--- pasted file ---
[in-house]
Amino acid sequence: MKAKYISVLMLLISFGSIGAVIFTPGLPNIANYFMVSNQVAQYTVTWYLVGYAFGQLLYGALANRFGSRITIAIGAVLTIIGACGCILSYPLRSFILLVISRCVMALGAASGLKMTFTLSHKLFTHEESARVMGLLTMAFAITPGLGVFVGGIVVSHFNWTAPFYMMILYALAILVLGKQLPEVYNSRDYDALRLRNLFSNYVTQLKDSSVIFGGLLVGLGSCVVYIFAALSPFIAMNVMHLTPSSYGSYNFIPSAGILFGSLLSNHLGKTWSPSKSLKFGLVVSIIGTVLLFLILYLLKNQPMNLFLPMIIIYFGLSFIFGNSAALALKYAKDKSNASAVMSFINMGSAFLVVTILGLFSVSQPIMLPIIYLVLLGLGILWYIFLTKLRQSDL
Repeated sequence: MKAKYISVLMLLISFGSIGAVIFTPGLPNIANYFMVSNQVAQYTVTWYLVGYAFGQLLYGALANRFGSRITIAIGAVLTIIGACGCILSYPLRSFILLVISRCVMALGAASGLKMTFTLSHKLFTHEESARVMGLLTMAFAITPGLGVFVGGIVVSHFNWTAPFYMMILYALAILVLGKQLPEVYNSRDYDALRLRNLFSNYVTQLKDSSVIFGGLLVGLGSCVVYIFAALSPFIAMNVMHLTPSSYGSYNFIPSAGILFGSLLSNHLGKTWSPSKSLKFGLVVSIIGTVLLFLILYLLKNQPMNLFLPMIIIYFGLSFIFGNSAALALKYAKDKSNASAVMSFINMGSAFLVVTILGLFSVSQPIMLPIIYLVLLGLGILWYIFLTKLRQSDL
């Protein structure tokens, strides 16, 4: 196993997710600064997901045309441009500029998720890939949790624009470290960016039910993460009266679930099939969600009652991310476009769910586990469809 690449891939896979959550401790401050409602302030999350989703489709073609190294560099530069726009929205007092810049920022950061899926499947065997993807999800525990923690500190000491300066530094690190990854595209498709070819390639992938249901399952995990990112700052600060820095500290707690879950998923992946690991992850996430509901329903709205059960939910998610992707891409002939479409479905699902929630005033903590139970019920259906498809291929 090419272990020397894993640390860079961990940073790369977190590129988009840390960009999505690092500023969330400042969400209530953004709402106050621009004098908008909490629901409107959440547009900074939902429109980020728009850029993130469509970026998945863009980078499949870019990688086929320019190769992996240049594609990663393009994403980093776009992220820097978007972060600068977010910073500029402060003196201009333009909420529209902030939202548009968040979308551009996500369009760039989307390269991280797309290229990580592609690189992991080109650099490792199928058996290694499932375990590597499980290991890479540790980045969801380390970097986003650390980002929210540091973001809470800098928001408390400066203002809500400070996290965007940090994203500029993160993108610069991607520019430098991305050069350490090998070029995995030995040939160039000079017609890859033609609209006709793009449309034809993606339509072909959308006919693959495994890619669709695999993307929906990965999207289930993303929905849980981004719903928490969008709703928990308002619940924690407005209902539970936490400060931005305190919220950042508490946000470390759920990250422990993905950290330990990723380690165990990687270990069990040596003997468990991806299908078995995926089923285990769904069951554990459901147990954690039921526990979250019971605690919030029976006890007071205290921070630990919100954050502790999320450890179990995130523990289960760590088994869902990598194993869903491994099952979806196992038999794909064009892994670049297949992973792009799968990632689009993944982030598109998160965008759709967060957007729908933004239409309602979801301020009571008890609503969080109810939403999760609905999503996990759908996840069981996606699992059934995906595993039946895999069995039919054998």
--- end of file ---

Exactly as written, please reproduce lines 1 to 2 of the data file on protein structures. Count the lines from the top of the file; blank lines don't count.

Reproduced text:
[in-house]
Amino acid sequence: MKAKYISVLMLLISFGSIGAVIFTPGLPNIANYFMVSNQVAQYTVTWYLVGYAFGQLLYGALANRFGSRITIAIGAVLTIIGACGCILSYPLRSFILLVISRCVMALGAASGLKMTFTLSHKLFTHEESARVMGLLTMAFAITPGLGVFVGGIVVSHFNWTAPFYMMILYALAILVLGKQLPEVYNSRDYDALRLRNLFSNYVTQLKDSSVIFGGLLVGLGSCVVYIFAALSPFIAMNVMHLTPSSYGSYNFIPSAGILFGSLLSNHLGKTWSPSKSLKFGLVVSIIGTVLLFLILYLLKNQPMNLFLPMIIIYFGLSFIFGNSAALALKYAKDKSNASAVMSFINMGSAFLVVTILGLFSVSQPIMLPIIYLVLLGLGILWYIFLTKLRQSDL